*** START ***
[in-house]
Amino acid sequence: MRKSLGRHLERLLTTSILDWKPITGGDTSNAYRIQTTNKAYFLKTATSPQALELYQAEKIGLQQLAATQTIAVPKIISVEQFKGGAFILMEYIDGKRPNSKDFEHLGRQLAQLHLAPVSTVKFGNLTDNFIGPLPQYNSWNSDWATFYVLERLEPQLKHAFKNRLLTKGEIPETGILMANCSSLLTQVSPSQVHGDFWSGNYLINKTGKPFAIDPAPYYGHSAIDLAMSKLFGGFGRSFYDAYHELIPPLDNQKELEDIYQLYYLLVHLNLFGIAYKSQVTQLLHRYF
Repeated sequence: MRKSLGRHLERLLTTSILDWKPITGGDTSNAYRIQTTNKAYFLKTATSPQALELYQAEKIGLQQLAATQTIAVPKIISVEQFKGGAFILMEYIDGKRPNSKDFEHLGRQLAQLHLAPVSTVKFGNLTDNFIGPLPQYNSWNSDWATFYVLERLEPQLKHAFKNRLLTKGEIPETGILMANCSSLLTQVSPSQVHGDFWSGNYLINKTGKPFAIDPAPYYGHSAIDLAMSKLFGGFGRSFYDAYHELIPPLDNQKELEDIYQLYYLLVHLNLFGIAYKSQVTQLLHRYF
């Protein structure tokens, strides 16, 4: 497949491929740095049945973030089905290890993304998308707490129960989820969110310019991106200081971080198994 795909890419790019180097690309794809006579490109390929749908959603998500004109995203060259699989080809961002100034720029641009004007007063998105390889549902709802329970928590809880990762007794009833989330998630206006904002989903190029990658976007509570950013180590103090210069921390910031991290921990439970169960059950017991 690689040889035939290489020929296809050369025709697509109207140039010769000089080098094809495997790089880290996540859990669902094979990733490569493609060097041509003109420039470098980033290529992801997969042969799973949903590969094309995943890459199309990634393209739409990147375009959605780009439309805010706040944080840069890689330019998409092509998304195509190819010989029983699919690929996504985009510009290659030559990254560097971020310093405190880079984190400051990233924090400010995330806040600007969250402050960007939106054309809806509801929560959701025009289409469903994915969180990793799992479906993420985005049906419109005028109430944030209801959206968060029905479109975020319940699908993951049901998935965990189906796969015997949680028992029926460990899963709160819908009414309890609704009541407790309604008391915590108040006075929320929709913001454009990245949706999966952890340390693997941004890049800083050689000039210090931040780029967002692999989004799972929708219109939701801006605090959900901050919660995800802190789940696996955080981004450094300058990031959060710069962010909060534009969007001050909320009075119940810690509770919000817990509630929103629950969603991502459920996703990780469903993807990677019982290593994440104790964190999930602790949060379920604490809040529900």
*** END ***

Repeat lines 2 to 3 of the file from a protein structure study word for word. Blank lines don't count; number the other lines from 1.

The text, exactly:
Amino acid sequence: MRKSLGRHLERLLTTSILDWKPITGGDTSNAYRIQTTNKAYFLKTATSPQALELYQAEKIGLQQLAATQTIAVPKIISVEQFKGGAFILMEYIDGKRPNSKDFEHLGRQLAQLHLAPVSTVKFGNLTDNFIGPLPQYNSWNSDWATFYVLERLEPQLKHAFKNRLLTKGEIPETGILMANCSSLLTQVSPSQVHGDFWSGNYLINKTGKPFAIDPAPYYGHSAIDLAMSKLFGGFGRSFYDAYHELIPPLDNQKELEDIYQLYYLLVHLNLFGIAYKSQVTQLLHRYF
Repeated sequence: MRKSLGRHLERLLTTSILDWKPITGGDTSNAYRIQTTNKAYFLKTATSPQALELYQAEKIGLQQLAATQTIAVPKIISVEQFKGGAFILMEYIDGKRPNSKDFEHLGRQLAQLHLAPVSTVKFGNLTDNFIGPLPQYNSWNSDWATFYVLERLEPQLKHAFKNRLLTKGEIPETGILMANCSSLLTQVSPSQVHGDFWSGNYLINKTGKPFAIDPAPYYGHSAIDLAMSKLFGGFGRSFYDAYHELIPPLDNQKELEDIYQLYYLLVHLNLFGIAYKSQVTQLLHRYF